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    Most people think this - however, there are circumstances when businesses sell for less than the revenue they bring in. Remember, revenue is not profit. Revenue is not net income. We must remember that revenue is essentially 'sales'. This 'sales' figure still has to be discounted down to include costs, etc. That brings us to a lower number. So, to tie this post together, I'm saying that sometimes a strategic buyout for a company would be less than the cash generation because the company may have heavy debt, losses, etc - and for some circumstance, the acquiring company feels it can pull it out of the 'red' or the 'ditch' that it is in. There are more reasons for this - feel free to PM me.


    We like to read the papers and read the 'feel good' stories. Think about how many businesses exist in America alone, and how many we actually read about in the Wall Street Journal or NY Times (or paper of choice). Seems a bit staggering - YES, there are tons of businesses that are bought and sold everyday that don't receive the huge financial rewards that we're used to reading about. Think about it.

    - Darren
     
  17. Ronald Steinhoff

    Sep 17, 2002
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    Hello there,

    What you need to do is make a cash flow projection for the next say, five years (called the explicit period) and then forecast cash flows as they approach infinity and discount this value to the present (called terminal value) using your weighted avergage cost of capital (WACC).

    As someone said below, the only thing that matters is value creation - not revenues, profits, etc. The value of anything - including a human life - is the present value of the total cash flows it can generate of its lifetime.

    STEP ONE: CASH FLOW FORECAST

    Do your projected income statement, blah blah. How do you do this?

    1) Sales forecast - Economic Analysis/Industry Analysis/Company Analysis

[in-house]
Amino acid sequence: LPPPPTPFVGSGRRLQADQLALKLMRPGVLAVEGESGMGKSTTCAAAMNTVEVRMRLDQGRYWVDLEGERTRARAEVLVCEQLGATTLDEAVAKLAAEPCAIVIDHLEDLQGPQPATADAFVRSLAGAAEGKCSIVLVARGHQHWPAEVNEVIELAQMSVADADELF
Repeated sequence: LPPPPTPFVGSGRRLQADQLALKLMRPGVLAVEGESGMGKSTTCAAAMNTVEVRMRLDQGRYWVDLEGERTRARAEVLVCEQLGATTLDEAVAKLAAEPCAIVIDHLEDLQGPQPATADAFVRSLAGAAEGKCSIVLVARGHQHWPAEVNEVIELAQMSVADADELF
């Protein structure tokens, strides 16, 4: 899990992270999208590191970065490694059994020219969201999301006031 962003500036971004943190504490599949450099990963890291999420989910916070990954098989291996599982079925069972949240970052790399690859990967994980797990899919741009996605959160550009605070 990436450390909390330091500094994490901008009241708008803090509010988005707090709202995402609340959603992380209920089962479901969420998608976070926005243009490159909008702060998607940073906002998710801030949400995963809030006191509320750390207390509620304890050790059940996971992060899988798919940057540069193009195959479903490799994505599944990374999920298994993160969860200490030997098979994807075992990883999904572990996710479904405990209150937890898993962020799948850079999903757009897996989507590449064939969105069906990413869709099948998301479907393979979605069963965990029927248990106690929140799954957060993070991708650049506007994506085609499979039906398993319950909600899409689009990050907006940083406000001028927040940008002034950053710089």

2) Develop regression model to link micro and macro trends
    3) Income Statement and Balance Sheet

    4) Cash flow:

    Do this to arrive at cash flow:

    Revenues - COGS - Selling/General/Admin Expenses - Depreciation + Adjustment for Operating Leases - Taxes on EBIT +/- Increase/Decrease in Accumulated Deferred Taxes + Depreciation = Gross Cash flows

    Gross Cash Flows -/+ Increase/Decrease in Working Capital - Capital Expenditures - Increase in Capitalized Operating Leases - Investment in Goodwill - Increase in Net Other Assets + Non-Operating Cash Flows +/- Increase/Decrease in Foreign Currency Translation Adjustments
    = Total Free Cash Flows

    STEP TWO: CALCULATE YOUR COST OF CAPITAL
    How have you financed your company? How will it be financed? Take the weight of these and multiply them by their cost to arrive at a weighted average.

    STEP THREE: DISCOUNT FREE CASH FLOWS

    STEP FOUR: DISCOUNT TERMINAL VALUE
    Use this formula:

    [(Net Operating Profits Less Adjusted Tax) x (1 + long term growth rate) x (1 - retention ratio)]/(WACC - long term growth rate)

    You may want to call an investment banker!
     
  18. dherman76

    dherman76 Formula Junior
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    Yes, investment bankers are pretty keen on this. Would help to know/have one.
     
  19. Uberpower

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    Meeting with an investor tomorrow. Seems to have big dreams, owns a trucking co in NJ, a hot sauce co in FL, and several others. Wants to buy the technology... will inform all how it goes...
     
  20. dherman76

    dherman76 Formula Junior
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    Yes, please do. Do you have a website associated with this service/product? Or any sales literature? I'd love to read it - feel free to PM me anything.
     
  21. Uberpower

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    PM'd you the details.
     
  22. Uberpower

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    Hi all-

    Just wanted to give an update. Thanks for all of your input, it certainly helped.

    My meeting yesterday went reasonably well. The result was a handshake deal that came in at 60% of my expected offer; however, I expect that I shall grant them an equity position in my company as they are in the position to represent my service to other companies at a significant 100% upcharge in most other geographies (US Cities).

    Once again, Dr. Tax was an enormous help by hooking me up with a lead M&A guy who everyone at the company had heard of before. He was there to basically steer the deal in my favor.

    So end result? I still own my company, AND have an excellent distribution deal covering 80% of the market in 3 major cities. With possibility for 2 additional cities in the next 60 days.

    Respectfully,

    Nick
     
  23. dherman76

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    Congrats! I hoped some of my information helped...